So I’ve added another camera to my collection. And I can hear you all now “What? Another one” and yes, it’s a fair question because I do have a few. But I didn’t have a good compact camera and there’s a few good reasons for wanting one any way…
Seriously… how many camera’s do you need?
Well, there’s a saying in the cycling world that the number of correct bicycles to own is n+1, where n is the amount of bicycles you currently own. For me it’s a bit the same with cameras I guess. But each camera serves it’s purpose (or at least so I tell myself).
But a compact camera? Is it any good?
From the first iteration -the Sony RX100- it’s been a favourite among photographers for the amount of options built in such a tiny package and a RAW-option. From there they’ve only added more whilst keeping the camera small. As a photographer I like to have as much control over my output as possible. That’s why I was attracted in (D)SLR’s in the first place and why I then choose Fujifilm as my mirrorless camera system. On the whole compact cameras don’t give that much control, but this one gives me enough and ticks off a few other requirements.
Ah ‘requirements’. So it’s not just another camera?
Well yes, I do have some demands and I’ve read the Internet up and down to see what was possible and what wasn’t. There are loads nd loads of compacts, but when you’ve got a strict list of demands, the list thins out quickly.
First of all I wanted a better camera on my cycling-rides then my iPhone, so for starters it had to be small. My Canon and Fujifilm systems are great camera’s with fantastic lenses, but small they are not. The bodies are big and add a lens to it (even a pancake-lens that I don’t even have and they’re still on the large and heavy side. The Sony is not alone though, there’s also a Canon G7. That and a Sony RX100 series that are both small compacts and have loads of options.
Although the Canon G7 has a bit more reach (to 100 where the Sony ‘only’ goes to 70), camera-size was key and I’m more interested in wide than tele for this camera so eventually I chose the Sony.
Besides size I also wanted a camera that would still give me RAW-output so I can tinker with the photos in my own way in Lightroom. Both the Canon and Sony offer this.
Depending on needs the Canon has an extra dial for over/under exposure, however another point was to keep it simple with this camera. While cycling I’d rather not have a million options setting the camera (if I do, I’ll put the X-Pro2 in a backpack) and also it would be nice to have a camera that my girlfriend can easily use. She can use the Fujifilm X-Pro2, but it’s always a bit of a hassle to switch it from my personal setting to more general ones and back again afterwards. With the Sony RX100 III photography is a lot simpler.
The Sony camera has a 1″ sensor, bigger that usual on a compact, though still much smaller then a mirrorless not to mention a full-frame Canon EOS 5DII. So the images do lack a bit as opposed to the Canon and Fujifilm, but my expectations are also different and I’m not bloody well going to go cycling with a Canon 5DII and a 24-70 2.8 lens in the backpocket of my cycling-jersey, am I? The 1″ sensor still allows for a bit more depth-of-field then a regular point-and-shoot, so will give good photos with a bit more feel.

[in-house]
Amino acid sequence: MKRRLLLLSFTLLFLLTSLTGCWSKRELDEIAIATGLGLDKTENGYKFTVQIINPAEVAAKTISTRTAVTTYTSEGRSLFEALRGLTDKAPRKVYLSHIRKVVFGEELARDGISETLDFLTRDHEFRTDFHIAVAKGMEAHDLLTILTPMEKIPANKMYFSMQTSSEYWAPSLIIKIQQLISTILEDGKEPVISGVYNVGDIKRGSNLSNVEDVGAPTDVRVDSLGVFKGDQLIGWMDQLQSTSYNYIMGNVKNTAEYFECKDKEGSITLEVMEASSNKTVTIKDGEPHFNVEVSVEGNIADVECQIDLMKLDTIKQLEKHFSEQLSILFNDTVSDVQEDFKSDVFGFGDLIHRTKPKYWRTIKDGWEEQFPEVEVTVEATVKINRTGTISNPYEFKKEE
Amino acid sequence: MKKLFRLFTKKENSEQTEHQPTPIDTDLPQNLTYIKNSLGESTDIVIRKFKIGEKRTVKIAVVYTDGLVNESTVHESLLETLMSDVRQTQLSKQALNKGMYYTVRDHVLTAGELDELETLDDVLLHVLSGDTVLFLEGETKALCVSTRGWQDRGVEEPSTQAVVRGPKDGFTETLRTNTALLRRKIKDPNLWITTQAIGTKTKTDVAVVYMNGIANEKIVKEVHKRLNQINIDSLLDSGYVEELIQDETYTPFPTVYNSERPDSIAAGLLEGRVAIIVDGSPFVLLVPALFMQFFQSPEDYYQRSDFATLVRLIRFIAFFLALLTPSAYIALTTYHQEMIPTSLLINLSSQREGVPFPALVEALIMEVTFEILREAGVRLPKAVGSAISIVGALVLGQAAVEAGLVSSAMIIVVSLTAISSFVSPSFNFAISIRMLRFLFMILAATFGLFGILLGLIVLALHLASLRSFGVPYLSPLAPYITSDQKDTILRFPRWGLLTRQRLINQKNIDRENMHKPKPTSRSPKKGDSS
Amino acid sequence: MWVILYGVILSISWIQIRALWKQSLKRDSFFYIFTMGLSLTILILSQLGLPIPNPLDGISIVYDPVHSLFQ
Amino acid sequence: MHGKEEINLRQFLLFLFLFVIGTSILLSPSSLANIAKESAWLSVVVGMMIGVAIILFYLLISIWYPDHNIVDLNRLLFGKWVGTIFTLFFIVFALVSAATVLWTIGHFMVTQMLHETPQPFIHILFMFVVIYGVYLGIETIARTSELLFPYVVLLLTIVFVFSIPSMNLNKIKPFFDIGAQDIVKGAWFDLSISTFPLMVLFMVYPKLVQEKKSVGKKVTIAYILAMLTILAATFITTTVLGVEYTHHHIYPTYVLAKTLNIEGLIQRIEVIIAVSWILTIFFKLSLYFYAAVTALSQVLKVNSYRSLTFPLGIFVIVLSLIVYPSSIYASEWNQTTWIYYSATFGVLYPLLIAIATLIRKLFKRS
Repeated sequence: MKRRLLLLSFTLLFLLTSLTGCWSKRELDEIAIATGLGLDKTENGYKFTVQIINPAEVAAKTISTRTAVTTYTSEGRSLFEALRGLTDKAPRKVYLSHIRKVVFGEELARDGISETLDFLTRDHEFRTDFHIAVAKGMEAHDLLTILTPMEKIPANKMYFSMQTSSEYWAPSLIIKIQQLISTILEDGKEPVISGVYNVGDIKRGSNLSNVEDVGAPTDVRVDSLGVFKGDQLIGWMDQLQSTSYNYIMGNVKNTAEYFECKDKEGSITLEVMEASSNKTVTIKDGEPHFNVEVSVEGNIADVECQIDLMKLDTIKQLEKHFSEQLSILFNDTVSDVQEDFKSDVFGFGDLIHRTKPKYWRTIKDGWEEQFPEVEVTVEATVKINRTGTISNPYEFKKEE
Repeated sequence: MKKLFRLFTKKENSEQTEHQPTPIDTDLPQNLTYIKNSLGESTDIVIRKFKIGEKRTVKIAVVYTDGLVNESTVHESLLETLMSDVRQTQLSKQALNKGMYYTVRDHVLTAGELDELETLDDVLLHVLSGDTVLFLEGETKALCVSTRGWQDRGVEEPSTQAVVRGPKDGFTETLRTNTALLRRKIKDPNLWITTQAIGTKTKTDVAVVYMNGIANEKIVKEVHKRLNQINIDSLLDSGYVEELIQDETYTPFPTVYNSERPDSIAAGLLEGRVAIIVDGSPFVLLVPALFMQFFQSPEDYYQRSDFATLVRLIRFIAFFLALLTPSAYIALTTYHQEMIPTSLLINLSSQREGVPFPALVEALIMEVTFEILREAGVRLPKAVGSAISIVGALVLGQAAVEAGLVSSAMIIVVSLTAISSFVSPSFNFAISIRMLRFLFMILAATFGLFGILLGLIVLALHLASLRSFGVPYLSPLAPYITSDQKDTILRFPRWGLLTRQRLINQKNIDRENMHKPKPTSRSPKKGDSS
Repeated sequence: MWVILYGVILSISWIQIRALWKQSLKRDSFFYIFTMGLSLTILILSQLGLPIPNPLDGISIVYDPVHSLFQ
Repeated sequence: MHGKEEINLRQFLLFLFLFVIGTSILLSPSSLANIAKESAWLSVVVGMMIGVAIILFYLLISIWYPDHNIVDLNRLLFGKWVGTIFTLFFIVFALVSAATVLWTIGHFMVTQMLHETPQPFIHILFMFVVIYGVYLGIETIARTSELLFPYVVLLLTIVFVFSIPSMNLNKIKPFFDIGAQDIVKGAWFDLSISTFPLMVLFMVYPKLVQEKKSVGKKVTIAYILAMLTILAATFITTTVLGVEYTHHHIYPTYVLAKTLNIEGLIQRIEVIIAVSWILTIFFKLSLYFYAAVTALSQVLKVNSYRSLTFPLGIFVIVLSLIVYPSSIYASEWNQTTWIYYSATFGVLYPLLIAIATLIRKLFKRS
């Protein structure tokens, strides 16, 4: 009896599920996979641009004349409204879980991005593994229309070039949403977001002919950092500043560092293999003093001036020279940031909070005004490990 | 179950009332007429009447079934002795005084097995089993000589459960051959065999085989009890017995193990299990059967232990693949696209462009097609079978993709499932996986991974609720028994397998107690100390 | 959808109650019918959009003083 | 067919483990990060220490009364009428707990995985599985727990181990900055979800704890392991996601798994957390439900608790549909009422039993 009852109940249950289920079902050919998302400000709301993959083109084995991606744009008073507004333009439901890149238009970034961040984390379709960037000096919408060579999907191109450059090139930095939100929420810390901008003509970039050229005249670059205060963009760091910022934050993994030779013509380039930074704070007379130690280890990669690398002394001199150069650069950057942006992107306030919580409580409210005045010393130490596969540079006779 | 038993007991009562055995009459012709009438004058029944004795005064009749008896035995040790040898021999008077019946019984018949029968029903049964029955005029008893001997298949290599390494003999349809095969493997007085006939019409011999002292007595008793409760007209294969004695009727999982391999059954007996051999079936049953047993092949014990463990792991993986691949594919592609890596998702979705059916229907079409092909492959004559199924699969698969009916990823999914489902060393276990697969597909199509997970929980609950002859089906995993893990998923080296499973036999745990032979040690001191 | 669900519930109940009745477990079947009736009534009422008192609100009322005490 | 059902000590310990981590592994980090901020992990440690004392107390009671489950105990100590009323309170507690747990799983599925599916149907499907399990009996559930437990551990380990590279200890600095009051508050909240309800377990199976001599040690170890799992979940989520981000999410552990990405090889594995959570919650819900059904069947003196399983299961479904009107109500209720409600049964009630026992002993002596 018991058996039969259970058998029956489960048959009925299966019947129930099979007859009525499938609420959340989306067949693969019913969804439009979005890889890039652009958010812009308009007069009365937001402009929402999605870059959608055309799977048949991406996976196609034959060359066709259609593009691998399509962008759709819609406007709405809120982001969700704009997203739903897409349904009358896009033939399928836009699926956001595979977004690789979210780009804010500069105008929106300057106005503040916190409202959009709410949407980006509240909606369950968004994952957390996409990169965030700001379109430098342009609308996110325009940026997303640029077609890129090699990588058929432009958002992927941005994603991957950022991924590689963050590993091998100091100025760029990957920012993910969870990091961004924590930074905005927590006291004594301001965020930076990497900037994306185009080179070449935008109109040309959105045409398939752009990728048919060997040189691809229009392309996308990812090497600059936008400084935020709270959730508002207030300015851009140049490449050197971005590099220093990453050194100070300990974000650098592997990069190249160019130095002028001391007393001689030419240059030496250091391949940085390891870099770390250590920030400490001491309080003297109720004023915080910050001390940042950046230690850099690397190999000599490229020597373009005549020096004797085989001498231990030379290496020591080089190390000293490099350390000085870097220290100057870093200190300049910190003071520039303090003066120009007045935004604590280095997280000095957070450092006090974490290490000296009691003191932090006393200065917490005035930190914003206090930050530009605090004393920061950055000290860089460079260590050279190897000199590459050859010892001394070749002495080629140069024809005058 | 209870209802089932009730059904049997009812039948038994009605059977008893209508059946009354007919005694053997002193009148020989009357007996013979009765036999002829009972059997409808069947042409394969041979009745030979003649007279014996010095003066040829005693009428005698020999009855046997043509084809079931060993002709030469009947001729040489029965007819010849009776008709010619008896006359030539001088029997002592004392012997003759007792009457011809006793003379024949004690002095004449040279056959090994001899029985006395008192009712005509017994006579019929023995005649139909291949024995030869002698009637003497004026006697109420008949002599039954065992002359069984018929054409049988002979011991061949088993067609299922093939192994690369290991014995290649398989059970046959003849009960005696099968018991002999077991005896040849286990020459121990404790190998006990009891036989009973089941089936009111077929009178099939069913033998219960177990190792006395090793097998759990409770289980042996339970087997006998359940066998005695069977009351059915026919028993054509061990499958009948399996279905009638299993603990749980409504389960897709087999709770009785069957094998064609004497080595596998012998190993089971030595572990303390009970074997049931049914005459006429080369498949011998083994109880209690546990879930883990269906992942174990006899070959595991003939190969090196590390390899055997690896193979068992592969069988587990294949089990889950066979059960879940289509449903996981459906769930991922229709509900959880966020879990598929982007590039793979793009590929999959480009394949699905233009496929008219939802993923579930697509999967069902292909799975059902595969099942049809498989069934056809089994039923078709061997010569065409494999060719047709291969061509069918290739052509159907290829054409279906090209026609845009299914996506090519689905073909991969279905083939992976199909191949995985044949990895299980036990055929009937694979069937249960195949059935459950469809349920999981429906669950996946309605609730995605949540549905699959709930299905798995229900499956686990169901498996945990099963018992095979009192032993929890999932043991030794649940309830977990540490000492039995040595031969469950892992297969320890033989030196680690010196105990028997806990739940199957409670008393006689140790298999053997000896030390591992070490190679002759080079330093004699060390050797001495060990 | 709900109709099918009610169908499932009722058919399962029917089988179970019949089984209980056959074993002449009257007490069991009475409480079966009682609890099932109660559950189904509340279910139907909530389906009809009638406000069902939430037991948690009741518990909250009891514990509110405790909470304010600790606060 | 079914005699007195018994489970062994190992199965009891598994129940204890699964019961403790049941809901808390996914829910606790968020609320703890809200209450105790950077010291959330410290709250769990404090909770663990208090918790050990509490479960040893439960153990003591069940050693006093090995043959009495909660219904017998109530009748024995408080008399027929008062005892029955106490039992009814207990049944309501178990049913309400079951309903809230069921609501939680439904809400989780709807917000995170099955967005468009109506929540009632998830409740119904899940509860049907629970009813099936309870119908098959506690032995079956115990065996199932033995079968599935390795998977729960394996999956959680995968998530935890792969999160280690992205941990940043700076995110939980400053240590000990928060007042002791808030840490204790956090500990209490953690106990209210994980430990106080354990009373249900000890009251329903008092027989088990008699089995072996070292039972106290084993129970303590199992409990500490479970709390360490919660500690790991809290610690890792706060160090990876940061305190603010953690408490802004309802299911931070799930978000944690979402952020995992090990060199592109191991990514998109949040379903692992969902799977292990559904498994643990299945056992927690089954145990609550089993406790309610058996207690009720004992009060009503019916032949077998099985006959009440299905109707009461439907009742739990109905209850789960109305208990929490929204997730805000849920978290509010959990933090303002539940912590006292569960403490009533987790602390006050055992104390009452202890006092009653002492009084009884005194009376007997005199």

So in a nutshell: a small camera that fits in the backpocket of my cycling-jersey, still has a 20mp 1″ censor, a 24-70mm Zeiss lens that has a 1.8 to 2.8 aperture, a built in viewfinder and a rotating LCD (handy for selfies that will be of far better quality then the iPhone versions) and all that in a camera that is easy to use so my girlfriend an also use it. That’s a deal!
And other options?
I’ve seriously considered the Fujifilm X100F, the latest in the Fujifilm X100 series. It’s probably a fantastic camera, but… it’s not an easy-use camera, has a fixed 23mm lens (fantastic as it is, it’s stuck at 23mm), has a huuuuuuuuge bodie compared to the Sony with far more weight and costs nearly twice as much as the Sony.
The Canon G7 II was a serious contender. It matches the Sony on nearly all points and even adds 30mm on the tele-end, still within the f/2.8 aperture. But it’s a bit bigger and heavier. And like I said: I’m not looking for a camera with incredible zoom (I’d have chosen a 30x zoom camera then), but a small compact. Looking at the size and weight, the Sony simply wins.
The RX100 series is availably in 5 flavours at the moment, starting from the original RX100, the M2, M3, M4 and M5. The mark 4 and 5 were out of the question as they’re way to expensive. From a cycling point of view, the original RX100 would probably be sufficient. Main upgrades from the mark2 were a backlighted sensor, a semi-flippable LCD and adding WiFi, but the mark3 has a much better lens, a fully flippable LCD and they’ve added an EVF. In camera that’s already really tiny! It’s a lot more expensive then the original one, but still within a range I find acceptable.
So I bought the Sony RX100 III and have taken it on a few cycling test-runs and it’s simply awesome. I hardly feel it in my jersey, the quality of the photos is top notch and operating it isn’t too hard. There is enough manual control when I want it and if I don’t, the camera does a swell job on it’s own.
I’ll take the camera with me to Barcelona soon and hope to get some breat shots there! Will keep you update on the progress.